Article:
Boyle Heights has many restaurants to choose from, whether you are hungry for authentic Mexican food or mouth-watering desserts. El Tepeyac and La Favorita have both been in Boyle Heights for more than 20 years and have become two of the most popular places to visit.
Manuel Rojas immediately greets customers to his El Tepeyac restaurant with a basket of candy, a kiss on the hand or a shot of tequila.
Once inside, the aroma of the restaurant’s famous Mexican dishes overtakes the senses. Throughout the day, a long line of customers waits anxiously outside the restaurant at 812 North Evergreen Avenue to be welcomed by Rojas, known to regulars as “Don Manuel.”
“Hi! A table will be available. You want a shot of tequila meanwhile?” the energetic and charismatic 77-year-old asks a customer.
“The kids always tell me that he has taken them from the Tootsie Roll to tequila shots as they grew older,” said Joey Durán, Rojas’ nephew and the manager of the second El Tepeyac, located in the City of Industry.
Ã“scar Martínez drove to Boyle Heights from Orange County to visit the diner- style restaurant one weekday afternoon as mariachi and norteño music poured out from the jukebox. “My business partner said, ‘You guys have to stop at this restaurant, it’s really good,” said Martínez.
He ordered the chile colorado and was very satisfied with his choice.“They have everything. I would eat everything from the menu,” said Martínez.The restaurant’s popular five-pound burrito, called “Manuel’s Special Burrito,” began as a joke in 1970s when a group of Cal State Los Angeles students bet on who could eat the most food. The cooks made huge burritos for them, and the young men raced to see who would finish first.
Four years ago, the restaurant formalized the competition. It gives an El Tepeyac t-shirt to anyone who can eat the entire burrito, “The burrito was a hit, and people began to ask for that special,” said Roxanne Rojas, the founder’s niece, who manages the restaurant. “You wouldn’t believe how much food people consume to get a t-shirt.”
Manuel Rojas’ late father, Salvador, and mother, Rebecca, began selling food from their home more than 70 years ago. They opened their first restaurant, El Tupinamba, in downtown L.A. in 1942, and a second, La Villa Café, in Lincoln Heights. They opened El Tepeyac in Boyle Heights in 1952. They never imagined that their business would have so much success.
Public figures like will.i.am, the rap and hip-hop star, and L.A. Mayor Antonio Villaraigosa, both Boyle Heights natives, are regulars. The hip-hop artist always sits at a back corner table, away from the crowd, and orders huevos con chorizo. During the mayor’s 2009 campaign, Villaraigosa made El Tepeyac his last stop.
The restaurant was featured on a Travel Channel show, “Man v. Food,” in 2009, which attracted more clients and strengthened its reputation as a Boyle Heights landmark.
“We are actually an itinerary stop for tourists who come to L.A.,” said Rojas. “You are also going to see Phillipe’s on Alameda Street, and then you will see Manuel’s El Tepeyac.”
Rojas still wakes up as early as 2 a.m. to be at the restaurant at 3 a.m. and work his daily eight hours. His niece and nephew plan to continue to sustain the family business and the legacy that attracts many people.
La Favorita Bakery
The smell of freshly baked sweet bread pierces the air from several blocks away. Through the window of La Favorita bakery at 2305 East Fourth Street, a visitor can watch the bakers knead the dough and shape it into conchas, cuernos and bolillos.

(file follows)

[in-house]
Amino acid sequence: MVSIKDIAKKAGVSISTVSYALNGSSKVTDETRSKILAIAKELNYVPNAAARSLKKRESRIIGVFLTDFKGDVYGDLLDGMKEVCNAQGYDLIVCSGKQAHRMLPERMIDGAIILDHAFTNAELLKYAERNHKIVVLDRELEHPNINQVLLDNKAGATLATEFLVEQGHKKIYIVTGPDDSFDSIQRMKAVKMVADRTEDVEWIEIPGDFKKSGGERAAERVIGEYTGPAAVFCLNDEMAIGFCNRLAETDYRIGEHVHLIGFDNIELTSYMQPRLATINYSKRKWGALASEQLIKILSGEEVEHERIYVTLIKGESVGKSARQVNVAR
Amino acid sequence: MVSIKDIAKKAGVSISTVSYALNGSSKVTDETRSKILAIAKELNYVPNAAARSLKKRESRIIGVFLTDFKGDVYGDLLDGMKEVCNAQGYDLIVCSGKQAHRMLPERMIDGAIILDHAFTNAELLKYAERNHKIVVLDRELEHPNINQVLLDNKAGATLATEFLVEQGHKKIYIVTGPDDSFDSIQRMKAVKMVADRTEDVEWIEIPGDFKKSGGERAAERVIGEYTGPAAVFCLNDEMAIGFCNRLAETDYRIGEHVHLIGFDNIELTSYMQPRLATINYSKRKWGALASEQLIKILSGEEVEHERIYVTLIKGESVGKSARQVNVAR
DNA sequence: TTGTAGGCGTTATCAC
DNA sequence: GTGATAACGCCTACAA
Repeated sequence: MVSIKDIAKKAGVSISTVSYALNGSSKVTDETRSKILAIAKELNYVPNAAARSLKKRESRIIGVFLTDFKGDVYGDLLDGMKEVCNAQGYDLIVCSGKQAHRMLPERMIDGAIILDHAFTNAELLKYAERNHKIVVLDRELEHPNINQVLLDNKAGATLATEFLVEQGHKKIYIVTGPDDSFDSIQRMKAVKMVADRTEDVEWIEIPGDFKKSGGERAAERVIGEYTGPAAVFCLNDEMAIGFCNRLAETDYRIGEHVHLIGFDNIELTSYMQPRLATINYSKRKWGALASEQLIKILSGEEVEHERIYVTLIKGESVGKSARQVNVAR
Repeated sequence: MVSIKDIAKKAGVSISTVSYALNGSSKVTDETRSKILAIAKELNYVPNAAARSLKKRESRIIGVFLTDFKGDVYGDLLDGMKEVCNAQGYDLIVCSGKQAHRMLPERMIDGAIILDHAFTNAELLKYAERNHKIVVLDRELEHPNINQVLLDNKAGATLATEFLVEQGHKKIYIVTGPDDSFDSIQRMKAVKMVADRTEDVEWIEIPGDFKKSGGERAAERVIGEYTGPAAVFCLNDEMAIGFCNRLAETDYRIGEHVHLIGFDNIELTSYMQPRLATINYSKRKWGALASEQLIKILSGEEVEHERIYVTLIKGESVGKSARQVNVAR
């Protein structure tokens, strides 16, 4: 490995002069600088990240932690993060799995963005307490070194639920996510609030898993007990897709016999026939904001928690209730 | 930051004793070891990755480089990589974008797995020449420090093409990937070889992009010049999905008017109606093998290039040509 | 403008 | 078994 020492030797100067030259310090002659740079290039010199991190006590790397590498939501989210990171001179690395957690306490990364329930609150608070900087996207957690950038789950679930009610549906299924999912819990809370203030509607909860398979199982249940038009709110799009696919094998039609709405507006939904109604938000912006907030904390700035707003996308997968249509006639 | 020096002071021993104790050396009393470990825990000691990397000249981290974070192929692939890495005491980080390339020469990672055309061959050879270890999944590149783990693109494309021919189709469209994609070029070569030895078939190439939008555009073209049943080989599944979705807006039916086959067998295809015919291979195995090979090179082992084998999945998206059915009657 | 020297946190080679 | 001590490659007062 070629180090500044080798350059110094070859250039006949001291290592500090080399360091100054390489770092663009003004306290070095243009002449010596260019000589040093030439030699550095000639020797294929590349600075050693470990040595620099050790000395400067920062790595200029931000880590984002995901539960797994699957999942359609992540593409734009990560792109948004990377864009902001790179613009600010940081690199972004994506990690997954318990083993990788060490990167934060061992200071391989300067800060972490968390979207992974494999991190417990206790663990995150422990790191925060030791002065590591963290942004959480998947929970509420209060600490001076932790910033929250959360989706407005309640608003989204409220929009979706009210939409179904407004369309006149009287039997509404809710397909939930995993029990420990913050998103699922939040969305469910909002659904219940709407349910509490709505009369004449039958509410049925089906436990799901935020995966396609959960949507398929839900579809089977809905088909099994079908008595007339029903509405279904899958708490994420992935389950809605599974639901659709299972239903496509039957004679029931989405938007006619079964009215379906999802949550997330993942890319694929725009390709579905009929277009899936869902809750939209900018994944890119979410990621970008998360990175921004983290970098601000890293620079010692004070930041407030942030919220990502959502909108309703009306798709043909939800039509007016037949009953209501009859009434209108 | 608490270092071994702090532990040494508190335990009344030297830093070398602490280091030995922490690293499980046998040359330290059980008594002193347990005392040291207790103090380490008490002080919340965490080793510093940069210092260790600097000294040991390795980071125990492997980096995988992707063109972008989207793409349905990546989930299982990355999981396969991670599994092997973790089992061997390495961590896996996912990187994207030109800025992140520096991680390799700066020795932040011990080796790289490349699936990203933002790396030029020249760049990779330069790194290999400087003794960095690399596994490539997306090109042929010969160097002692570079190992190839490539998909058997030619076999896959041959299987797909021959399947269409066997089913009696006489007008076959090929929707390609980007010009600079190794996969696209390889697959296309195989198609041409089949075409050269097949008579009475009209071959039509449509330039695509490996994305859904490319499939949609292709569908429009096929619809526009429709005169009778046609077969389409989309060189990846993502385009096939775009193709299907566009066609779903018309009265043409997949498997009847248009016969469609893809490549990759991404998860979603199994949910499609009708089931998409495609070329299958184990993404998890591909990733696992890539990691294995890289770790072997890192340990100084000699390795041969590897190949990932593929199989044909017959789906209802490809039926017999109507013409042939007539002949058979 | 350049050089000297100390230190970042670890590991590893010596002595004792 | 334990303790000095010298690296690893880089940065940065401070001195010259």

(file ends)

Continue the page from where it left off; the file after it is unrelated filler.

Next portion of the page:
From early morning to late afternoon, the bakery is crowded with students from nearby Theodore Roosevelt High School and with families eager to buy the delicious breads, which most clients find affordable.
“I go to La Favorita because the bolillo is delicious, and the quality is great. It also reminds me of Mexico,” said Jelsy Gervacio, a college student who lives in Boyle Heights.
A dream crafted by father and son, Jesus and Jorge Beltrán, more than 40 years ago in Mexico, La Favorita continues to succeed even in today’s unstable economy. The family owned a bakery in Mexico City before immigrating to the United States and opening a bakery in Boyle Heights in 1971. Pleased with the success of the first bakery, the Beltráns began to expand. Today, they have seven other locations throughout the city.La Favorita workers say they were the first to introduce the mini-concha and bolillo to Los Angeles, using recipes from the family’s Mexico City bakery. Today, their sweet bread makes them one of L.A.’s favorite bakeries. (LA Weekly named La Favorita “best Eastside bakery” by in 2009.)
“Some of the bakers that we have here have been here for more than 20 years, and I think that is what keeps customers coming back,” said Manager Julia Cantana, who joined the bakery in 1986 as a cashier. “The bread is (so) delicious that even the bakers cannot stop eating. It’s like an addiction.”
Carlos Castañeda has worked at the bakery for 33 years, starting when he was 15, but he says he never gets bored baking cakes. “It has been a great experience because we are like a family here,” said Castañeda. His co-workers say that Castañeda is like a father to the other bakers.
La Favorita provides bread and cakes for weddings and quinceañeras; it also gives back to the Boyle Heights community, donating bread to institutions like Roca De Salvación Church.
“It’s a great blessing, because this is a time of great need for those who come here (for the bread) and for those who live here,” said María Elia Guzmán, the pastor.
“We donate bread to the church because we are strong believers of God,” said Cantana, the manager. “Our goal is to help the Boyle Heights community move forward, not fall back, and we plan to continue doing it with the help of God.”
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